interview with the Boukherma brothers

While the two Lot-et-Garonne residents have crossed the Atlantic coast for a few days, where the film was shot, “Sud Ouest” was able to talk to the young directors for a series of previews.

How do you approach the filming of a movie like “The Year of the Shark” after “Jaws” that is unmatched in shark movies?

The idea was to return to our first loves. We grew up watching genre movies, of which “Jaws” is obviously one of them. We wanted to bring a monster of the American imagination to our Southwest to make it our own. The idea was not to make a pastiche, but to use the figure of the shark, which we find in a whole underground culture of B-movies. We seize this monster and we put it at the service of a film that speaks of our time and our region. We create the shock between this character and Southwest, with people who are not all professional actors, in the service of a genre comedy. We create a gap between this ultra-famous American monster and the people of the Southwest, that was the first desire.

And then there was also the idea that by making a shark movie today in 2022, that is, by having an intruder appear in a society and who is going to cause everyone’s anger, it was also a detour for us to talk about Covid, with the confinement, the forced closures of certain establishments… The shark forced us because this animal sent us back to the Covid virus, a threat that drags on, blind and unconscious. Make a shark appear today, it doesn’t have the same scale as it did in 1975 [date de sortie des « Dents de la mer », NDLR] because it also talks about the news that people are directly confronted with, such as the changing ecosystem of the Mediterranean, with fish coming from the South Seas and the arrival of jellyfish by the thousands.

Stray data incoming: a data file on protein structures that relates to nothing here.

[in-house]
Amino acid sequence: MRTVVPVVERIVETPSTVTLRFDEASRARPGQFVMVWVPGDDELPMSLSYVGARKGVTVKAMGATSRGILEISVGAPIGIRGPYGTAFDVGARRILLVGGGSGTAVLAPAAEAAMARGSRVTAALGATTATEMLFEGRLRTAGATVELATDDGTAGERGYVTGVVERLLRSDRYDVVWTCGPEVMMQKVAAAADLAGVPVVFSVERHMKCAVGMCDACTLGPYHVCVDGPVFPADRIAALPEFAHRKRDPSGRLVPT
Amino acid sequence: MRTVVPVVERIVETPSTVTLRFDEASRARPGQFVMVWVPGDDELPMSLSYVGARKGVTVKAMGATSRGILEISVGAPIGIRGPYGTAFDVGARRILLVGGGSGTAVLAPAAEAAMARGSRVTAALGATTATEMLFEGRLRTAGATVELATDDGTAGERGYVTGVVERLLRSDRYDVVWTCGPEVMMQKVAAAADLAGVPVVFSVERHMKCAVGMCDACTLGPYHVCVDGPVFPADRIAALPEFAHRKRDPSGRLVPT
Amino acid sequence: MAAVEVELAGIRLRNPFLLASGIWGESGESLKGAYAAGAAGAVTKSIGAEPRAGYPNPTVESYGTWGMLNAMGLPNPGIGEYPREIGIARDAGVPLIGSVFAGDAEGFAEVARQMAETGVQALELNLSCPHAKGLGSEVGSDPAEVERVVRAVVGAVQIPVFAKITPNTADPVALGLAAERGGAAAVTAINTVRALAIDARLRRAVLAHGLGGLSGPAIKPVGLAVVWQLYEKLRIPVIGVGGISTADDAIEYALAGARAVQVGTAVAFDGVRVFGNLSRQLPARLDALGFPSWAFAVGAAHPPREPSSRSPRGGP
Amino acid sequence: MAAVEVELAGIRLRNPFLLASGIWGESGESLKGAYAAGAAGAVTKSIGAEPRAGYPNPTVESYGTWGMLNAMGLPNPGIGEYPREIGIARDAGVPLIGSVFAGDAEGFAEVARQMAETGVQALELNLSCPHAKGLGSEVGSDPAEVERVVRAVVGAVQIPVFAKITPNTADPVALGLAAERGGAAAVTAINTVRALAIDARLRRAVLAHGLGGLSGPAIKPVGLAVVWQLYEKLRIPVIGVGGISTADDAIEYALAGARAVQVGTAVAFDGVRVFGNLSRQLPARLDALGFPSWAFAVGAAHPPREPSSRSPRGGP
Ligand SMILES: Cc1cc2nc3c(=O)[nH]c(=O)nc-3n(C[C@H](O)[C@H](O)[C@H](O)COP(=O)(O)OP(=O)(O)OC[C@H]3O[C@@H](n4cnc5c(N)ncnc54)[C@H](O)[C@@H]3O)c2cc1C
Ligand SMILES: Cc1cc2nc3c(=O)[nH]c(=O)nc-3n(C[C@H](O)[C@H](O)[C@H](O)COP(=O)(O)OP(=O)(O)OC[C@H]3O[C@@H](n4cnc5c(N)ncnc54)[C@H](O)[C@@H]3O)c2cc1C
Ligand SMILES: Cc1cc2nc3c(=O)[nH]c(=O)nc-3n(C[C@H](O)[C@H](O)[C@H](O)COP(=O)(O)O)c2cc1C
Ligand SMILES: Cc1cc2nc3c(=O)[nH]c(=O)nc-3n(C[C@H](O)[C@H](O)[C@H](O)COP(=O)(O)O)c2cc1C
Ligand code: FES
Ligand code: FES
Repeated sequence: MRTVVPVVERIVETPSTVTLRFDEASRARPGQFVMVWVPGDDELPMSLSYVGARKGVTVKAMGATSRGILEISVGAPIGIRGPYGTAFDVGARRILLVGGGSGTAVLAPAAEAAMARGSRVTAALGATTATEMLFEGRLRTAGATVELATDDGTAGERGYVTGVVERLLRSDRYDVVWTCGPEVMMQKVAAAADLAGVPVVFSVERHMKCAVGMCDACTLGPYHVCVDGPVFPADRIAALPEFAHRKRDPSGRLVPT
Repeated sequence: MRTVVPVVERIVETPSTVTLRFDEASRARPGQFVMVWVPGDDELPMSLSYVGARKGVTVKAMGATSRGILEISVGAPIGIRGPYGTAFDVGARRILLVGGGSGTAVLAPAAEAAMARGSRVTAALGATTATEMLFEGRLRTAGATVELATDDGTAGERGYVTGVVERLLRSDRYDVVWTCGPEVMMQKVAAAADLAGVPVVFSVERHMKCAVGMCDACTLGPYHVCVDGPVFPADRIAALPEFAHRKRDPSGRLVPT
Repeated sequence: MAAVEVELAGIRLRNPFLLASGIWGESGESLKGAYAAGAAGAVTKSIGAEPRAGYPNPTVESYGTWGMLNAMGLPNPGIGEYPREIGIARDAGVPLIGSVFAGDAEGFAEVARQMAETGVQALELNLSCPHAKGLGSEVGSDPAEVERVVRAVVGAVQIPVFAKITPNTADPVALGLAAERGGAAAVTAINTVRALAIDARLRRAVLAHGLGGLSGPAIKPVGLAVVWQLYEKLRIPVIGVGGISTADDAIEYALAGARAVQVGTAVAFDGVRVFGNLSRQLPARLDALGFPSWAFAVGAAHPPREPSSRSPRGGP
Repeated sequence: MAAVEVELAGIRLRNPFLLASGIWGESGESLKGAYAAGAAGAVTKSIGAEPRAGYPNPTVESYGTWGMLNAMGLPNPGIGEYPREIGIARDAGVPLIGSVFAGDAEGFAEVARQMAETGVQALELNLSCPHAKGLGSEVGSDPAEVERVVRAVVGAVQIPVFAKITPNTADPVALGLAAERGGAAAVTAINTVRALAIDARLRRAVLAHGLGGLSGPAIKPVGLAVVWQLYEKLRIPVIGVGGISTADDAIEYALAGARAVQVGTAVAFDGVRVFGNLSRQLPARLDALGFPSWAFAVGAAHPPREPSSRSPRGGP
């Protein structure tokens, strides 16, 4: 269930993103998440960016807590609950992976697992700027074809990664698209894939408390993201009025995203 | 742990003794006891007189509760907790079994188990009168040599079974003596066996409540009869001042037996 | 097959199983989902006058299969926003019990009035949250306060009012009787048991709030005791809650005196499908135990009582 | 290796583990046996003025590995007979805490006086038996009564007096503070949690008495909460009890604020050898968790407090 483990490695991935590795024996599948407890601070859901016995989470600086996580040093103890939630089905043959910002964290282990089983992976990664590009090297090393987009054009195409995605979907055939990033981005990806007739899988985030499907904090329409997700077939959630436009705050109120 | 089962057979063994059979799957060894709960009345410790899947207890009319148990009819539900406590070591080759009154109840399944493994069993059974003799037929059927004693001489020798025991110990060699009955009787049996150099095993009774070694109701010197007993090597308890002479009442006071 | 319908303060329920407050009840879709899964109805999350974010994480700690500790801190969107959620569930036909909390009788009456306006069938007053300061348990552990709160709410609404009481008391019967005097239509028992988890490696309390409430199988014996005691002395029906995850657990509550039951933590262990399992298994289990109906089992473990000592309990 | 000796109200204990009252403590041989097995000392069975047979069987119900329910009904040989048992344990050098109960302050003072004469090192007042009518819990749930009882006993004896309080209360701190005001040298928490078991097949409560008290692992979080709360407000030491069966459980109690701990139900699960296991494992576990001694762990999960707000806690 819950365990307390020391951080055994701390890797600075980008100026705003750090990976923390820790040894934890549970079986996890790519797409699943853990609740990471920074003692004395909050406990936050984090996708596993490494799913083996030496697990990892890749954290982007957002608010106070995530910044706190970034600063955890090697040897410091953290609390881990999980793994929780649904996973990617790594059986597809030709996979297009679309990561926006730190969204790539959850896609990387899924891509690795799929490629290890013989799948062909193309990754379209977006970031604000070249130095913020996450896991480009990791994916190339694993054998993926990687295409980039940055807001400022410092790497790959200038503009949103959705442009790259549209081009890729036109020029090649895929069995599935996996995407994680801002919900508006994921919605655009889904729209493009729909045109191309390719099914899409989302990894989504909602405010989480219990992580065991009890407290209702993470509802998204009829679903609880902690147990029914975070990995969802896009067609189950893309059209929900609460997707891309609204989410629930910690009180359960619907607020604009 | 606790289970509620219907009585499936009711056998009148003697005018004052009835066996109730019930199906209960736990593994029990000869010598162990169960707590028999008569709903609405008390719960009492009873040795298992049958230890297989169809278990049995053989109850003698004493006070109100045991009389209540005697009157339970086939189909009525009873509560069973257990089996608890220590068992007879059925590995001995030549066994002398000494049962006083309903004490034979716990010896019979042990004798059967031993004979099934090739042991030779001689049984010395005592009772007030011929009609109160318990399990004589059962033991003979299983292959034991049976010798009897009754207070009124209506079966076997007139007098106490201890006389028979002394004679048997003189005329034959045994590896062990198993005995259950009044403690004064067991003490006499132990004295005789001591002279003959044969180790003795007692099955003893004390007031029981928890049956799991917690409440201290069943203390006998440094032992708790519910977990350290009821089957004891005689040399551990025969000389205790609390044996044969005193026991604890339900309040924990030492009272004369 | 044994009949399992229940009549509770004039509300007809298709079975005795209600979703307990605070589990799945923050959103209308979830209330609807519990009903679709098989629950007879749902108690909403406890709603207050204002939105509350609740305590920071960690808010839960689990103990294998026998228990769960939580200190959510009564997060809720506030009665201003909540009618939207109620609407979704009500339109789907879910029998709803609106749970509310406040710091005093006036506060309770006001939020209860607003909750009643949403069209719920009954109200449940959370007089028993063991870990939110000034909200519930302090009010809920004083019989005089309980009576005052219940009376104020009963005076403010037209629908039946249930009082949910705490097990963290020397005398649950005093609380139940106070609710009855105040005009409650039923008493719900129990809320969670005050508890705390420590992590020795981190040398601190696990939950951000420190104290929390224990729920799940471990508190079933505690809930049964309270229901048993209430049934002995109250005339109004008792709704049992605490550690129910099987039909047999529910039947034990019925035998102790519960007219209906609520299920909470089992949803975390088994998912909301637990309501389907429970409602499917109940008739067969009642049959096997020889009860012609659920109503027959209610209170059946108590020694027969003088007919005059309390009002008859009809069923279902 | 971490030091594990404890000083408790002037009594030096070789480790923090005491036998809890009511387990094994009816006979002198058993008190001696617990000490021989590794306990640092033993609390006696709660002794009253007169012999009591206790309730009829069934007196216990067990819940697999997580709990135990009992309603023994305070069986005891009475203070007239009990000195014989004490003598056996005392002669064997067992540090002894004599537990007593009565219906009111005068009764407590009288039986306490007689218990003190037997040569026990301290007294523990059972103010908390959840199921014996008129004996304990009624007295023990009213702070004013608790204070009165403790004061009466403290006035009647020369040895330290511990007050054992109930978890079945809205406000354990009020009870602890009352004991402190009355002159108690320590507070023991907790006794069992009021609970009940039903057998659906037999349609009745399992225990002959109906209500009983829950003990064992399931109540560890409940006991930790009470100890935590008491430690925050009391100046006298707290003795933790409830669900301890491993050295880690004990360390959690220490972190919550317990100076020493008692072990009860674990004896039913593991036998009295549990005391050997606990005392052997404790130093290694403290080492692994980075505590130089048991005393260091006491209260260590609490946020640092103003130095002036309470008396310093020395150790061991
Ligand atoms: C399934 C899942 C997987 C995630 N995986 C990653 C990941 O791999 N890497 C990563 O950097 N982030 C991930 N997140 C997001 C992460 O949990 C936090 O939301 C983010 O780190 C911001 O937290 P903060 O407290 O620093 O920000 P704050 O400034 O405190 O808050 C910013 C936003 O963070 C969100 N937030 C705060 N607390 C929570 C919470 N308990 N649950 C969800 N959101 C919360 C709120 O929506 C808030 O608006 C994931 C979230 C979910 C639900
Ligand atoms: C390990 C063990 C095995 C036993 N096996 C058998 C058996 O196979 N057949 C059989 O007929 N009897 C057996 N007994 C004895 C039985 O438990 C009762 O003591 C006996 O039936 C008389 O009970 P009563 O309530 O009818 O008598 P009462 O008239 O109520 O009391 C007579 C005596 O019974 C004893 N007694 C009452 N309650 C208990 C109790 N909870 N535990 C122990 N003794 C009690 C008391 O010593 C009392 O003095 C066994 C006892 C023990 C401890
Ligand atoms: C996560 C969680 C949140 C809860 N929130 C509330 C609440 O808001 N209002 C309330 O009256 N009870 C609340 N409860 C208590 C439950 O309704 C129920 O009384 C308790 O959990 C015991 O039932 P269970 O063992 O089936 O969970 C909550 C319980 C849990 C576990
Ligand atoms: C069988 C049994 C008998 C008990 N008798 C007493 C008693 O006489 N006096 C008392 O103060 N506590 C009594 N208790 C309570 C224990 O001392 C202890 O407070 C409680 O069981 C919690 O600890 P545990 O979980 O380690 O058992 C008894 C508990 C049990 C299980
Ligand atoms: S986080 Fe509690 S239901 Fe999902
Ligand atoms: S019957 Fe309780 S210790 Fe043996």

What do you like about genre films?

When we were kids, our mom read us Stephen King stories. Very, very early on, we bathed in an imaginary world of monsters, and we really liked that because we grew up in Lot-et-Garonne, in a very rural area, where we were very bored. The possibility of the monster was something that was quite exciting for us. And very very quickly, when we watched horror movies, we imagined these creatures populating the landscape around Port-Sainte-Marie.

After all, what we like about genre cinema is that it takes a detour to talk about society. What we like is not to be frontal and use metaphors to talk about things that are very real. And then it allows you to create a very powerful fictional universe right away. What we like when we make films is to talk about the Southwest, but about an offbeat Southwest that is not the one filmed with naturalistic material. On the contrary, we like that it is a real fictional universe that can make you travel. The genre is instrumental in getting into a story. We grew up with Stephen King and his Maine [l’État des États-Unis où vit l’auteur et où se déroulent de nombreuses de ces histoires, NDLR] a small alternative with fictional cities, so we don’t really want Stephen King to make our parallel Lot-et-Garonne.

Marina Foïs plays Maja, a retired policeman who tries to catch a shark that haunts the Atlantic coast, aided by Blaise (Jean-Pascal Zadi) and Eugénie (Christine Gautier).

The Joker’s movie

The cinema allows us to fulfill this childhood dream of bringing monsters to the Southwest

And exactly how did this Southwest, this Lot-et-Garonne, shape you and turn you into filmmakers?

When we were small, we had a bad relationship with the southwest. We were really bored, like many country kids. And we had to leave the Southwest very quickly. The first thing we wanted to do after matriculation was to run away and leave our country past behind us. But what happened is that as soon as we arrived in Paris and we started writing stories, we automatically wrote them in the Southwest. We realized that everything brought us back there, that Paris had become our daily life and that we can’t put fiction there because it brings us back to real life and our routine. Suddenly, our imaginations developed through our memories of this southwest where we had grown up. And quite naturally, our stories, we anchor them in that region because that’s what we’ve known, and we have the impression of knowing how to talk about it more easily, since the people of the Southwest, that’s our family, those are the ones we see as soon as we get back on vacation. We are steeped in it.

Is it a goal to one day shoot a film in Lot-et-Garonne?

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